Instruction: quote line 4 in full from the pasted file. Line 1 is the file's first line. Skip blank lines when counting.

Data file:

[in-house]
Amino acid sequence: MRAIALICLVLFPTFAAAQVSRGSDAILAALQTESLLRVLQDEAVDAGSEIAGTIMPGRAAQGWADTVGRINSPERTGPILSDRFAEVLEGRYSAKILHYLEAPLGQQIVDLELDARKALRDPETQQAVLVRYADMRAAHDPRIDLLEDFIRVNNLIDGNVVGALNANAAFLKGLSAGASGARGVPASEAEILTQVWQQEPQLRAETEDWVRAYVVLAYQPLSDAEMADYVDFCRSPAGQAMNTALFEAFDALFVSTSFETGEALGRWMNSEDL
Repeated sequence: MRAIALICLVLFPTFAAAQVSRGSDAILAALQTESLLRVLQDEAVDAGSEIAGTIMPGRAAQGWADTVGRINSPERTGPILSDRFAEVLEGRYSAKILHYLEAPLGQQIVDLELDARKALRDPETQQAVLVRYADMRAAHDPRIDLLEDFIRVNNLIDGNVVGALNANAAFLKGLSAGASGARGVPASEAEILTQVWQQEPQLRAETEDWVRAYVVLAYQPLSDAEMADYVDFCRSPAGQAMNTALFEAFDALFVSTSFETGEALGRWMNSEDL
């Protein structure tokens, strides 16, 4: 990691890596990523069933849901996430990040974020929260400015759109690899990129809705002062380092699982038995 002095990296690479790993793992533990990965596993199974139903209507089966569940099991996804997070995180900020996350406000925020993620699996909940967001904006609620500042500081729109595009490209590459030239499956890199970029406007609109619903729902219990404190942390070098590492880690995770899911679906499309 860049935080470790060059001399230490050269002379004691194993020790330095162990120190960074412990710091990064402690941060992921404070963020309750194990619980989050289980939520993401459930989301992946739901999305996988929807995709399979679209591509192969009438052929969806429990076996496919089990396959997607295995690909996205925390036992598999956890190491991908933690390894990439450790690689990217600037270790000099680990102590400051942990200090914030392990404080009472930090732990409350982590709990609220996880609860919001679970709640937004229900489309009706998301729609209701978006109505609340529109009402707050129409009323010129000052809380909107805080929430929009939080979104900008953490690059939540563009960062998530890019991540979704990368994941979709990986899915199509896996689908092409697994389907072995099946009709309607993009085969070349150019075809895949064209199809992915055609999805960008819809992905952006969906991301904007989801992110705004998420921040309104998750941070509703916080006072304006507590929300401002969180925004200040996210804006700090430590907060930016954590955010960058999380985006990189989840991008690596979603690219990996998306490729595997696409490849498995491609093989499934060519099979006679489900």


């Protein structure tokens, strides 16, 4: 990691890596990523069933849901996430990040974020929260400015759109690899990129809705002062380092699982038995 002095990296690479790993793992533990990965596993199974139903209507089966569940099991996804997070995180900020996350406000925020993620699996909940967001904006609620500042500081729109595009490209590459030239499956890199970029406007609109619903729902219990404190942390070098590492880690995770899911679906499309 860049935080470790060059001399230490050269002379004691194993020790330095162990120190960074412990710091990064402690941060992921404070963020309750194990619980989050289980939520993401459930989301992946739901999305996988929807995709399979679209591509192969009438052929969806429990076996496919089990396959997607295995690909996205925390036992598999956890190491991908933690390894990439450790690689990217600037270790000099680990102590400051942990200090914030392990404080009472930090732990409350982590709990609220996880609860919001679970709640937004229900489309009706998301729609209701978006109505609340529109009402707050129409009323010129000052809380909107805080929430929009939080979104900008953490690059939540563009960062998530890019991540979704990368994941979709990986899915199509896996689908092409697994389907072995099946009709309607993009085969070349150019075809895949064209199809992915055609999805960008819809992905952006969906991301904007989801992110705004998420921040309104998750941070509703916080006072304006507590929300401002969180925004200040996210804006700090430590907060930016954590955010960058999380985006990189989840991008690596979603690219990996998306490729595997696409490849498995491609093989499934060519099979006679489900």